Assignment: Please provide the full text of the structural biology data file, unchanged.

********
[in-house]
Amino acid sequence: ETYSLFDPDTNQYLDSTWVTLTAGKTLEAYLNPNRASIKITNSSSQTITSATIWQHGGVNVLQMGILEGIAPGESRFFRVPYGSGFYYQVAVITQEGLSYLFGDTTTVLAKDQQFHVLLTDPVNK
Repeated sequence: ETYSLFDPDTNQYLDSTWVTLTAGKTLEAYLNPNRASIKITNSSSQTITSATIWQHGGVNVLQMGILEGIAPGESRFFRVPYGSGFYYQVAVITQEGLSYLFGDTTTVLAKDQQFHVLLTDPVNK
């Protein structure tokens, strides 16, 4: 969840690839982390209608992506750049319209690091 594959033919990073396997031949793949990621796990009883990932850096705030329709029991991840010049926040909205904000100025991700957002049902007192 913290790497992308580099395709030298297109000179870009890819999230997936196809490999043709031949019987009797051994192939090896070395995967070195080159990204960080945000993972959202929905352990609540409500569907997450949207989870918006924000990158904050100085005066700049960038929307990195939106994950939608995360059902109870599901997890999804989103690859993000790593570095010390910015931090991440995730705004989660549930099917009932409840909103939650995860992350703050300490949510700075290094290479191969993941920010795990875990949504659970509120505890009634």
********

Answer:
[in-house]
Amino acid sequence: ETYSLFDPDTNQYLDSTWVTLTAGKTLEAYLNPNRASIKITNSSSQTITSATIWQHGGVNVLQMGILEGIAPGESRFFRVPYGSGFYYQVAVITQEGLSYLFGDTTTVLAKDQQFHVLLTDPVNK
Repeated sequence: ETYSLFDPDTNQYLDSTWVTLTAGKTLEAYLNPNRASIKITNSSSQTITSATIWQHGGVNVLQMGILEGIAPGESRFFRVPYGSGFYYQVAVITQEGLSYLFGDTTTVLAKDQQFHVLLTDPVNK
């Protein structure tokens, strides 16, 4: 969840690839982390209608992506750049319209690091 594959033919990073396997031949793949990621796990009883990932850096705030329709029991991840010049926040909205904000100025991700957002049902007192 913290790497992308580099395709030298297109000179870009890819999230997936196809490999043709031949019987009797051994192939090896070395995967070195080159990204960080945000993972959202929905352990609540409500569907997450949207989870918006924000990158904050100085005066700049960038929307990195939106994950939608995360059902109870599901997890999804989103690859993000790593570095010390910015931090991440995730705004989660549930099917009932409840909103939650995860992350703050300490949510700075290094290479191969993941920010795990875990949504659970509120505890009634």